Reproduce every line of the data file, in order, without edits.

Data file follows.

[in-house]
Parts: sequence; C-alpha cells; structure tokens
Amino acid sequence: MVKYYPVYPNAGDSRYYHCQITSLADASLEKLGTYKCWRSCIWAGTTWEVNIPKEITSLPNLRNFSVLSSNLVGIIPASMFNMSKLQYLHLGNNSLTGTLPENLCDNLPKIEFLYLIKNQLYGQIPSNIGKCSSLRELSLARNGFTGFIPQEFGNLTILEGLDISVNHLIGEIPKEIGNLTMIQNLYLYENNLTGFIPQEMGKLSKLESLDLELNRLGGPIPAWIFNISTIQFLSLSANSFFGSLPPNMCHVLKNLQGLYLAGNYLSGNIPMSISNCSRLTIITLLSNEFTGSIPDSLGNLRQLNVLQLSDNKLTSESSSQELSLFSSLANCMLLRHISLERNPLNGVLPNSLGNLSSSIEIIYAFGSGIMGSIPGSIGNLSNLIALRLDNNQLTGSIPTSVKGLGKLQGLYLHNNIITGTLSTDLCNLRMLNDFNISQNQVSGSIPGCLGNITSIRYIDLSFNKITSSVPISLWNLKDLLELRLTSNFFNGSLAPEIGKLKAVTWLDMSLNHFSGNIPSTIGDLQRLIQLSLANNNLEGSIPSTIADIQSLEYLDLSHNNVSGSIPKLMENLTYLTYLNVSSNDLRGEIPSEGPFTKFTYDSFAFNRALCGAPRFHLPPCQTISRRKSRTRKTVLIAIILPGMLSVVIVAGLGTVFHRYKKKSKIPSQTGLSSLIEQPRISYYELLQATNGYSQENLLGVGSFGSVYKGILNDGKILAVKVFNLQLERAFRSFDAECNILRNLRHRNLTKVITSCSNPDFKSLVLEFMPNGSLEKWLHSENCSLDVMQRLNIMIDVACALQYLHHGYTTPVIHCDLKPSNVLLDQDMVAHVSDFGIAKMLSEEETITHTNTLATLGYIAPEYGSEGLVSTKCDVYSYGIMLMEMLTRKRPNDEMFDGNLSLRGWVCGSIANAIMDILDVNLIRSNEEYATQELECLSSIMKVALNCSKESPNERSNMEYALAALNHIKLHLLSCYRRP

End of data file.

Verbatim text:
[in-house]
Parts: sequence; C-alpha cells; structure tokens
Amino acid sequence: MVKYYPVYPNAGDSRYYHCQITSLADASLEKLGTYKCWRSCIWAGTTWEVNIPKEITSLPNLRNFSVLSSNLVGIIPASMFNMSKLQYLHLGNNSLTGTLPENLCDNLPKIEFLYLIKNQLYGQIPSNIGKCSSLRELSLARNGFTGFIPQEFGNLTILEGLDISVNHLIGEIPKEIGNLTMIQNLYLYENNLTGFIPQEMGKLSKLESLDLELNRLGGPIPAWIFNISTIQFLSLSANSFFGSLPPNMCHVLKNLQGLYLAGNYLSGNIPMSISNCSRLTIITLLSNEFTGSIPDSLGNLRQLNVLQLSDNKLTSESSSQELSLFSSLANCMLLRHISLERNPLNGVLPNSLGNLSSSIEIIYAFGSGIMGSIPGSIGNLSNLIALRLDNNQLTGSIPTSVKGLGKLQGLYLHNNIITGTLSTDLCNLRMLNDFNISQNQVSGSIPGCLGNITSIRYIDLSFNKITSSVPISLWNLKDLLELRLTSNFFNGSLAPEIGKLKAVTWLDMSLNHFSGNIPSTIGDLQRLIQLSLANNNLEGSIPSTIADIQSLEYLDLSHNNVSGSIPKLMENLTYLTYLNVSSNDLRGEIPSEGPFTKFTYDSFAFNRALCGAPRFHLPPCQTISRRKSRTRKTVLIAIILPGMLSVVIVAGLGTVFHRYKKKSKIPSQTGLSSLIEQPRISYYELLQATNGYSQENLLGVGSFGSVYKGILNDGKILAVKVFNLQLERAFRSFDAECNILRNLRHRNLTKVITSCSNPDFKSLVLEFMPNGSLEKWLHSENCSLDVMQRLNIMIDVACALQYLHHGYTTPVIHCDLKPSNVLLDQDMVAHVSDFGIAKMLSEEETITHTNTLATLGYIAPEYGSEGLVSTKCDVYSYGIMLMEMLTRKRPNDEMFDGNLSLRGWVCGSIANAIMDILDVNLIRSNEEYATQELECLSSIMKVALNCSKESPNERSNMEYALAALNHIKLHLLSCYRRP